Why Can’t We All Get Along: Racism in Russian Soccer

Last week, Brian Bondus and I talked about the biggest move in Russian Football: Zenit St. Petersburg’s expensive signings of Hulk and Axel Witsel.

Premier League Primer

Zenit Spending

These signings are obviously important because these are two of the top players in the world coming to play in Russia, but another reason it is important: they are not white. Zenit has a history of racism according not only to former CSKA Striker and rival Vagner Love (who is a dark-skinned Brazilian), but also from their former coach Dick Advocaat.

“In Russia similar things happened two or three times,” Vagner Love told the Brazilian daily Globo Esporte. “It was always during the matches against Zenit, which is the most racist team in Russia. … It’s their way.”

Their former coach Dick Advocaat once admitted that the club’s core fans prevented him from signing players based on their skin color. (via/rt.com)

Advocaat is no longer the coach, and Zenit seems to have welcomed stars Hulk (who is Brazilian) and Axel Witsel (half-Martiniquais, half-Belgian). If you look at Zenit’s recent sucess, they have done so with minimal help from foreign players. The closest Zenit have had to non-white players are the Portuguese Bruno Alves and Danny. People from Portugal are generally considered to be white Europeans, so this fits in Zenit’s profile. Zenit aside, Russia has recently been known for racism against Latin and black players.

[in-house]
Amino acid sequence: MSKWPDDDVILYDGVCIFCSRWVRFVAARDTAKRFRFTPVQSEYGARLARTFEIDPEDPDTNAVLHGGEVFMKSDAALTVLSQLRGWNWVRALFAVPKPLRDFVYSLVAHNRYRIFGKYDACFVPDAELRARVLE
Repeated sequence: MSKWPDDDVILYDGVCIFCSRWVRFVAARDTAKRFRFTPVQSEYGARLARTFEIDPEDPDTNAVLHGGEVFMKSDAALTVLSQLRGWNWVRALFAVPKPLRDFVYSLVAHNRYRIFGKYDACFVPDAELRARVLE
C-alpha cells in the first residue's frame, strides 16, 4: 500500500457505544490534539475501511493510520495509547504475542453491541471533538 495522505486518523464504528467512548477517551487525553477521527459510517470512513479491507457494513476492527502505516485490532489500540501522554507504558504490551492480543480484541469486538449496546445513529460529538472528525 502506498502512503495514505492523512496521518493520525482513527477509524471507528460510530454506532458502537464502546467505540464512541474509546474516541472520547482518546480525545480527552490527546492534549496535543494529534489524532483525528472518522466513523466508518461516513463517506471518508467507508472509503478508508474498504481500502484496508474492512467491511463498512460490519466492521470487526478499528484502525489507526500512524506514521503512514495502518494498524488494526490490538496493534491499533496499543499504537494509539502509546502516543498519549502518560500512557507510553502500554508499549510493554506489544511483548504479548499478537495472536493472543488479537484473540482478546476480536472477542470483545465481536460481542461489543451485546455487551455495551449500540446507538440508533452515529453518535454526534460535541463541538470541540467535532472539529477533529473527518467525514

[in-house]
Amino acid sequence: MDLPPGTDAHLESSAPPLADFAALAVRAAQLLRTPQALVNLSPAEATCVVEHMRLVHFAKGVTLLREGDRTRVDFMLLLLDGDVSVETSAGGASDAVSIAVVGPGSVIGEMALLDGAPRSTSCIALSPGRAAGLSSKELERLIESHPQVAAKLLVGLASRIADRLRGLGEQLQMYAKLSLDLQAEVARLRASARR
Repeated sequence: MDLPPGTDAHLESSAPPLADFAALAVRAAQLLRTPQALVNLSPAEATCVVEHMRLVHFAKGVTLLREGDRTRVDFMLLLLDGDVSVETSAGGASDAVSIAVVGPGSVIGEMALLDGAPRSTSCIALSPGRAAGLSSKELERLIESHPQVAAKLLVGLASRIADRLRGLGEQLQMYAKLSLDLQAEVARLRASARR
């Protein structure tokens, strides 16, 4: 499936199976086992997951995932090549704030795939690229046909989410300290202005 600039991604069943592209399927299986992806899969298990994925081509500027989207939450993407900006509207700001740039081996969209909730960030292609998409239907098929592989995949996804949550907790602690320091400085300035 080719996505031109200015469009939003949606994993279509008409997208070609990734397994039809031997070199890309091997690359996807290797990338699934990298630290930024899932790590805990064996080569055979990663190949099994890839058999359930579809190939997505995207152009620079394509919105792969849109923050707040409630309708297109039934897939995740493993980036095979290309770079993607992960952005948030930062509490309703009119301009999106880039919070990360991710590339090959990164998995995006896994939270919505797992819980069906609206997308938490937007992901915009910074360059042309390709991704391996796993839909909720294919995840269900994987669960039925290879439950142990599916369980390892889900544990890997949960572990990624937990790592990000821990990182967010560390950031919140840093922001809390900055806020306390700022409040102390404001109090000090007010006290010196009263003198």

Some fairly recent examples:

August 2010: Peter Odemwingie, an Uzbek player of Nigerian origin was traded to English side West Bromwich Albion. In response, his former team Lokomotiv Moskva put up banners with bananas drawn on them thanking West Brom for taking Odemwingie.

March 2011 and June 2011: Brazilian Roberto Carlos of Anzhi was holding a flag in a pre-game ceremony when a banana was thrown at him at Zenit. Later in June, Krylia Sovetov fans threw another banana in front of Carlos during play.

March 2012: Lokomotiv fans threw a banana on the field at Congolese player Christopher Samba of Anzhi.

This is not limited to Russia, as Spanish and Italian fans are also known for blatant racist displays against non-white players. Many of this is detailed in a great ESPN story about soccer racism. Part of the story talks about how there has not been a civil rights movement in Europe like the one in the United States. This is especially true of Russia, which is only a 21-year old country after the fall of the Soviet Union. According to ESPN, many of this is because of the lack of non-whites in many countries in Europe, especially in Russia. Those who are non-white can be abused in many of those countries.

Personally, being American and being here for 16 years (as opposed to the first 5 years in Russia/Ukraine) I can’t relate to racism in Russian soccer. I don’t see racism in sport or soccer here in the U.S. Black players are not only accepted as much as white players here, but they are also well-liked. French star Thierry Henry – part of the ESPN video – has been well received in New York after suffering years of monkey chants and thrown bananas in Europe. To me, it’s disgusting and unacceptable in sport.

Hopefully Zenit’s signing of two non-white players shows the management putting its foot down on a history of racism. We have the whole season to see if Zenit fans will continue to abuse players from other teams (especially Anzhi, who has several black players including Cameroonian superstar Samuel Eto’o) while cheering on their own Hulk and Witsel. Also interesting will be to see if Zenit gets a taste of its own medicine when they go to places like Lokomotiv or Samara where racism has previously occurred.









This entry was posted in Culture.